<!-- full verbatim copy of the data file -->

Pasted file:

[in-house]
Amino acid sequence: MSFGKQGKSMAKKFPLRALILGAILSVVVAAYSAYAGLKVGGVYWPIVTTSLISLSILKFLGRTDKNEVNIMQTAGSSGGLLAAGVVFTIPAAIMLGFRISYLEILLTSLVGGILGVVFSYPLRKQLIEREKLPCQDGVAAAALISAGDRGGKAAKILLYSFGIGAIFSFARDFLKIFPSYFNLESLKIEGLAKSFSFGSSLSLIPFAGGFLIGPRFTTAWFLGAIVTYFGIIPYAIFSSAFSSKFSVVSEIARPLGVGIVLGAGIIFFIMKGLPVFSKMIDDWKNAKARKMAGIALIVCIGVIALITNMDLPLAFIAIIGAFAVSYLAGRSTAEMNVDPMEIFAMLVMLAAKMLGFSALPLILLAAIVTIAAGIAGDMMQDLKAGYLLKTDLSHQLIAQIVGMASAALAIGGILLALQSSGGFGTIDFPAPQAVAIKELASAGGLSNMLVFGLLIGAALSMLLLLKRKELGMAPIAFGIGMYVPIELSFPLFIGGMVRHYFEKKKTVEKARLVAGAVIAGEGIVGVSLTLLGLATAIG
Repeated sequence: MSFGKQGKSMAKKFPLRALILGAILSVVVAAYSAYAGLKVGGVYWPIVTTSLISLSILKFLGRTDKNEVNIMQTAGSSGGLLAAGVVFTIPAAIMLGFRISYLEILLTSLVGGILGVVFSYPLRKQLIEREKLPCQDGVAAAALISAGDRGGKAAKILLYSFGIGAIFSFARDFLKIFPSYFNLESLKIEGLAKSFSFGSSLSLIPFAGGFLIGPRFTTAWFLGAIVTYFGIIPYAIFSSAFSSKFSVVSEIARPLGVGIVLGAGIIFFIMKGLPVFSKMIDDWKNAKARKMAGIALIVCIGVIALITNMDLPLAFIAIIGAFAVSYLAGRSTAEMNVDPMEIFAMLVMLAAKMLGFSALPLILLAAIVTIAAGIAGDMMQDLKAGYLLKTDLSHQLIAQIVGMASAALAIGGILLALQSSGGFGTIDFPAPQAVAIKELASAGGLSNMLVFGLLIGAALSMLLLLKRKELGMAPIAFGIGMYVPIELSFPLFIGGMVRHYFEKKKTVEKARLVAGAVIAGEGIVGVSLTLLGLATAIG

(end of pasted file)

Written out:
[in-house]
Amino acid sequence: MSFGKQGKSMAKKFPLRALILGAILSVVVAAYSAYAGLKVGGVYWPIVTTSLISLSILKFLGRTDKNEVNIMQTAGSSGGLLAAGVVFTIPAAIMLGFRISYLEILLTSLVGGILGVVFSYPLRKQLIEREKLPCQDGVAAAALISAGDRGGKAAKILLYSFGIGAIFSFARDFLKIFPSYFNLESLKIEGLAKSFSFGSSLSLIPFAGGFLIGPRFTTAWFLGAIVTYFGIIPYAIFSSAFSSKFSVVSEIARPLGVGIVLGAGIIFFIMKGLPVFSKMIDDWKNAKARKMAGIALIVCIGVIALITNMDLPLAFIAIIGAFAVSYLAGRSTAEMNVDPMEIFAMLVMLAAKMLGFSALPLILLAAIVTIAAGIAGDMMQDLKAGYLLKTDLSHQLIAQIVGMASAALAIGGILLALQSSGGFGTIDFPAPQAVAIKELASAGGLSNMLVFGLLIGAALSMLLLLKRKELGMAPIAFGIGMYVPIELSFPLFIGGMVRHYFEKKKTVEKARLVAGAVIAGEGIVGVSLTLLGLATAIG
Repeated sequence: MSFGKQGKSMAKKFPLRALILGAILSVVVAAYSAYAGLKVGGVYWPIVTTSLISLSILKFLGRTDKNEVNIMQTAGSSGGLLAAGVVFTIPAAIMLGFRISYLEILLTSLVGGILGVVFSYPLRKQLIEREKLPCQDGVAAAALISAGDRGGKAAKILLYSFGIGAIFSFARDFLKIFPSYFNLESLKIEGLAKSFSFGSSLSLIPFAGGFLIGPRFTTAWFLGAIVTYFGIIPYAIFSSAFSSKFSVVSEIARPLGVGIVLGAGIIFFIMKGLPVFSKMIDDWKNAKARKMAGIALIVCIGVIALITNMDLPLAFIAIIGAFAVSYLAGRSTAEMNVDPMEIFAMLVMLAAKMLGFSALPLILLAAIVTIAAGIAGDMMQDLKAGYLLKTDLSHQLIAQIVGMASAALAIGGILLALQSSGGFGTIDFPAPQAVAIKELASAGGLSNMLVFGLLIGAALSMLLLLKRKELGMAPIAFGIGMYVPIELSFPLFIGGMVRHYFEKKKTVEKARLVAGAVIAGEGIVGVSLTLLGLATAIG